The world premiere of a new work by a composer involved in the London 2012 Olympics will take place at a top music festival.
The piece by Gareth Glyn, who provided one of the musical arrangements for the extravaganza staged by film maker Danny Boyle three years ago, will be unveiled at the North Wales International Music Festival at St Asaph Cathedral.
It will be performed by the BBC National Orchestra of Wales and former royal harpist Hannah Stone on the opening night of festival week, Saturday, September 26.
The popular festival runs until October 3 and is supported by the Arts Council of Wales. This year there will be a special launch concert on September 20.
This year’s stellar line up also includes the renowned Japanese pianist Noriko Ogawa, Australian guitarist Craig Ogden and vocal ensemble Stile Antico.
Hannah Stone will also be starring in a concert on Monday, September 28, which is being sponsored by Spillane & Co. but also being supported by the arts-loving care organisation, Pendine Park.
Gareth Glyn looked much farther than his Welsh roots for inspiration for the new work that’s been written for the harp.
It tells the story of Amaterasu, the goddess of light according to the Japanese Shinto religion.
Gareth explained: “Many people, who know my work, would expect Amaterasu to be some form of old Welsh, but the fact it’s Japanese and I have used Shintoism as inspiration is highly unusual for me.
“But this year is the Year of Light in the scientific community and the artistic director, Ann Atkinson, wants the festival to have light as its basic theme and wanted my new piece to convey that.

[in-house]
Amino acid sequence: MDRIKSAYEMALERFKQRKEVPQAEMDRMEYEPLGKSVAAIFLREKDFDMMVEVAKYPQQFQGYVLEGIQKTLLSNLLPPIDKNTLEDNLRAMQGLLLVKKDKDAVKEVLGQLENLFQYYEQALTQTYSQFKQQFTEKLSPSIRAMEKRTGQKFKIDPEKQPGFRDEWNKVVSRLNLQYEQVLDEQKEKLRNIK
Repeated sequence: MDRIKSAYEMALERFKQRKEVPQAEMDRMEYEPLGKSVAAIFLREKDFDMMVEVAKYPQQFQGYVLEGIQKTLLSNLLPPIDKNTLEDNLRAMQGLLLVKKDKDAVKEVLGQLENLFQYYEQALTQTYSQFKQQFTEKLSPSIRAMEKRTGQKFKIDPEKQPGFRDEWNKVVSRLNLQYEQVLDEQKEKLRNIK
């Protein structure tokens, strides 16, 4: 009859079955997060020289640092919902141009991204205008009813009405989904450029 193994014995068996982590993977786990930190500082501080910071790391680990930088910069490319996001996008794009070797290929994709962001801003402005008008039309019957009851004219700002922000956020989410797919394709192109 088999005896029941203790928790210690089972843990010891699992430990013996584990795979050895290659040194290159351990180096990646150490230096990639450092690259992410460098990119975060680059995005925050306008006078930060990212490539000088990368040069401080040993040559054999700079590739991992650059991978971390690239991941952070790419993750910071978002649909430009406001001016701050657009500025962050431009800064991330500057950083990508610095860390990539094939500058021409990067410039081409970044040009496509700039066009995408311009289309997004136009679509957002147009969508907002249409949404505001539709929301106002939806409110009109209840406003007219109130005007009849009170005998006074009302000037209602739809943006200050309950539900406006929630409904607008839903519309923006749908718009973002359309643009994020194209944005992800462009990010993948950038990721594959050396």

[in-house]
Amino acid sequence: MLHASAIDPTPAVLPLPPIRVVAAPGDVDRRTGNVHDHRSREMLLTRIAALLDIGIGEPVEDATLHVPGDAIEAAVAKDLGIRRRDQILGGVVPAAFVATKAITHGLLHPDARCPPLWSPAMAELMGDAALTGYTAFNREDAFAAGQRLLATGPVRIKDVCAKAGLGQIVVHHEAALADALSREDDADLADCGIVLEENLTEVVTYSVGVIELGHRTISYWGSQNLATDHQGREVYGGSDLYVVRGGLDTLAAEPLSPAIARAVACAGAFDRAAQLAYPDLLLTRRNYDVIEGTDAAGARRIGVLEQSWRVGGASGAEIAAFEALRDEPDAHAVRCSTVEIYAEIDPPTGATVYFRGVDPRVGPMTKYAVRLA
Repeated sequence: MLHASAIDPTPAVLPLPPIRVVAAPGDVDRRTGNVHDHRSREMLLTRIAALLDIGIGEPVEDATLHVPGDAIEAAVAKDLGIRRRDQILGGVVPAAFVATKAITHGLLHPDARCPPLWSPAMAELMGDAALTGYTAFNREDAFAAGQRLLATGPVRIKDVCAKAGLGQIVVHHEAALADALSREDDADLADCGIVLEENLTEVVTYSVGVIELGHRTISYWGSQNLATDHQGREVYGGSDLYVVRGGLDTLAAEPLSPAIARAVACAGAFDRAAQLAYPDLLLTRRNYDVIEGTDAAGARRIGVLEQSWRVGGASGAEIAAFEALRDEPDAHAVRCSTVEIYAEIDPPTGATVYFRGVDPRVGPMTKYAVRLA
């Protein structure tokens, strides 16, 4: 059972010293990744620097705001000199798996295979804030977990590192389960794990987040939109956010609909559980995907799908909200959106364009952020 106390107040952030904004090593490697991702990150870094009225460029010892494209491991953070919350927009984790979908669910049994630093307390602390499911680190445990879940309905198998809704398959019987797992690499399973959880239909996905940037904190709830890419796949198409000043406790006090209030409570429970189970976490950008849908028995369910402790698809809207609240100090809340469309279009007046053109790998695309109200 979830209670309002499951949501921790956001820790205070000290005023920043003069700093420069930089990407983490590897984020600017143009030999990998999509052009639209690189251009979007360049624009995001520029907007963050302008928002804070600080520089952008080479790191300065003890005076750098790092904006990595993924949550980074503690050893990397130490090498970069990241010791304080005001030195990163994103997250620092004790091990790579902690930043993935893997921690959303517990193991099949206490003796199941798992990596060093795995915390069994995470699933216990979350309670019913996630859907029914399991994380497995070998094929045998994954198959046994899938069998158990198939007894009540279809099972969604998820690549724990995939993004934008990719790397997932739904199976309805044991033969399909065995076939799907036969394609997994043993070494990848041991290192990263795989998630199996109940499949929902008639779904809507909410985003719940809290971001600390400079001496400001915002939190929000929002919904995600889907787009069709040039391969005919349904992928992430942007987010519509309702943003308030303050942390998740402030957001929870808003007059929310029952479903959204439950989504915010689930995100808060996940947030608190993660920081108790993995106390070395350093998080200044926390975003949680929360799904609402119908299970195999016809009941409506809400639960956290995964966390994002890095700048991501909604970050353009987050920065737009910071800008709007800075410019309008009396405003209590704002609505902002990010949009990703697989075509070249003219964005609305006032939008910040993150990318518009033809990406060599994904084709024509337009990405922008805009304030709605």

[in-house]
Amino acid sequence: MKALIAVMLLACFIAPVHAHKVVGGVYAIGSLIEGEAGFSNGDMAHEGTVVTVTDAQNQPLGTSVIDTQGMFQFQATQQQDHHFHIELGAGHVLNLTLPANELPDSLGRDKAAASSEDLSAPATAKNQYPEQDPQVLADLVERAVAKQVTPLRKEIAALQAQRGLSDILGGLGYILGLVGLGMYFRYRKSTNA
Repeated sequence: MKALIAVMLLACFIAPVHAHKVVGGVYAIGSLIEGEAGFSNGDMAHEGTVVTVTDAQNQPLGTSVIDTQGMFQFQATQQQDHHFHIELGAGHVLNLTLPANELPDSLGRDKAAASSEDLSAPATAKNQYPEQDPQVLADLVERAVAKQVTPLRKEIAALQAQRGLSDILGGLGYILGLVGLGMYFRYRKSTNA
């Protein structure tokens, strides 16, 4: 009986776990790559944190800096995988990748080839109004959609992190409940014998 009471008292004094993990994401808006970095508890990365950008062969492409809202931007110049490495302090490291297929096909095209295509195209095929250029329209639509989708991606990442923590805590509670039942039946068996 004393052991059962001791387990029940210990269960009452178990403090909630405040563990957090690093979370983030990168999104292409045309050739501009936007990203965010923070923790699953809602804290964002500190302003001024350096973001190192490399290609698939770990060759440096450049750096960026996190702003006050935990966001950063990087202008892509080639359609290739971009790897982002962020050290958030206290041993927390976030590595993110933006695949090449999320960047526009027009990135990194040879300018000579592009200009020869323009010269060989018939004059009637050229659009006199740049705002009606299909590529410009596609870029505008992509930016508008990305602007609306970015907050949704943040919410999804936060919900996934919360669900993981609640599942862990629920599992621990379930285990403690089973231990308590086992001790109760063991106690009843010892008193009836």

The story of Amaterasu is extremely long and complex. Basically Amaterasu has an argument with her unpredictable brother. They disagree and the brother gets ever angrier and wreaks havoc across the world.
“The brother then throws a flayed pony through the roof of the workshop in which Amaterasu is working and she is so frightened she goes into a cave and rolls a huge rock in front of the entrance which plunges the world into darkness.
“The other gods hold a meeting and decided to hold a party outside the cave. Amaterasu becomes curious and rolls back the stone and once again light and colour fills the earth.”
Gareth was delighted that harpist Hannah Stone will play his new work and can’t wait for the premiere.
He said: “Having Hannah and the BBC National Orchestra of Wales play your music means you know it’s going to sound right and sound just as you intended it to. I hope the audience likes it.
“The festival really is the jewel in the crown of North Wales. The audience is always so knowledgeable and understanding.
“Of course most people know me from my love of Wales and my home on Anglesey. Thanks to the internet and emails I rarely have to leave for long and will continue using the landscape and Welsh folk tales as my inspiration.
“However, I do hope people enjoy my take on a very old Japanese story and character and hope I have done Amaterasu’s story justice.”
According to Ann Atkinson, she was thrilled Gareth Glyn had agreed to the commission for the new work.
She said: “I really wanted to use the theme of light as a backdrop to this year’s festival. I’m really looking forward to hearing Amaterasu for the first time on what will be a wonderful and unmissable night of music.
“I’m thrilled to be able to welcome the BBC national Orchestra of Wales and Hannah Stone to the festival for what will undoubtedly be a highlight of this year’s festival.”
For more on the North Wales International Music Festival and to book tickets online please visit www.nwimf.com or alternatively call the festival’s box office at Clwyd Theatr Cymru on 01352 701521.